Iain Duncan Smith calls on Government to reassure those concerned about Britain’s future ability to attract talented people to the UK

2nd February 2017

Iain Duncan Smith calls on the Government to reassure those in academic and high added value sectors that immigration controls will focus on low value, high volume areas of migration.

I commend my right hon. Friend for the White Paper. The complaints about it not being detailed enough and arriving only at the last moment are of course nonsense. The Prime Minister set out most of its elements in her 12-point speech, and those who missed that should go back and read it again. They will see that its points are all reflected in this document. I want to ask my right hon. Friend about migration. The key concern in academia and in the high added value, low volume areas is that they should get a much earlier statement about how flexible any future permit system will be. Will he take that a little further and say that those areas will see next to no change, and that it is the low value, high volume areas that we need to control?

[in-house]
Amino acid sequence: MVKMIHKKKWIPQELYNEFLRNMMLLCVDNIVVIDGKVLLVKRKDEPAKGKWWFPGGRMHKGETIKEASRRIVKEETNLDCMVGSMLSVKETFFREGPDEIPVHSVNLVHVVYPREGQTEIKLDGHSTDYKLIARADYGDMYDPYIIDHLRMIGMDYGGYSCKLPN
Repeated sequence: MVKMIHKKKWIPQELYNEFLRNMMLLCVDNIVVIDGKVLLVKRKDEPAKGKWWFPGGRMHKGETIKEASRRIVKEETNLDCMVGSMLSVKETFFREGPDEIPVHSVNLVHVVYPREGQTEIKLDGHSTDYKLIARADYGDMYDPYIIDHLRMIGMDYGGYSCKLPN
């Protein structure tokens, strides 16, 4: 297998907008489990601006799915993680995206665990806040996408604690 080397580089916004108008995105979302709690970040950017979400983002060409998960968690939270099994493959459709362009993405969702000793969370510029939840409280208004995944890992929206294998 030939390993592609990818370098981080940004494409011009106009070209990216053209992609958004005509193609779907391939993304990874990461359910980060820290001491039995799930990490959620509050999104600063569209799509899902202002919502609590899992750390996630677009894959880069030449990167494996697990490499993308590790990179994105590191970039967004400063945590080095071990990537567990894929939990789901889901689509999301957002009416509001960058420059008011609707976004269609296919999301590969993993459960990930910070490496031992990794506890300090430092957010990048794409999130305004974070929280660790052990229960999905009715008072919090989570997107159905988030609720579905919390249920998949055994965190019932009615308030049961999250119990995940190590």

My right hon. Friend the Member for Chingford and Woodford Green (Mr Duncan Smith) is another Member of this House who has given a great deal of time and dedication to this issue. On migration, it is my job to bring the decision back to the House, but it is not my job to make the decisions thereafter. However, it is clear to me that the policies for controlling migration after our exit will be designed to further our national interest. Britain is a science superpower. We are the leading scientific centre in Europe and as a result, we will want to encourage the competition for talent to come here. The same will apply in finance, engineering, medicine and all the other areas in which skills are at a premium. We will want to attract those people, so we do not expect our policies to have any deleterious effects on industry at all.

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Freedom of Movement post Brexit by Rt Hon Iain Duncan Smith MP

March 2018


This paper sets out proposals to revise the immigration system and additionally in the annexe it makes the point that more information is required to fully understand the nature of where the costs fall and benefits exist. The information on much, if not all, of this is held by the government.
The central objective should be to ensure control over the movement of people. Using a combination of work permits and a cap we would look to control access to work and rights to settlement. Free movement for EU citizens for other purposes should be preserved.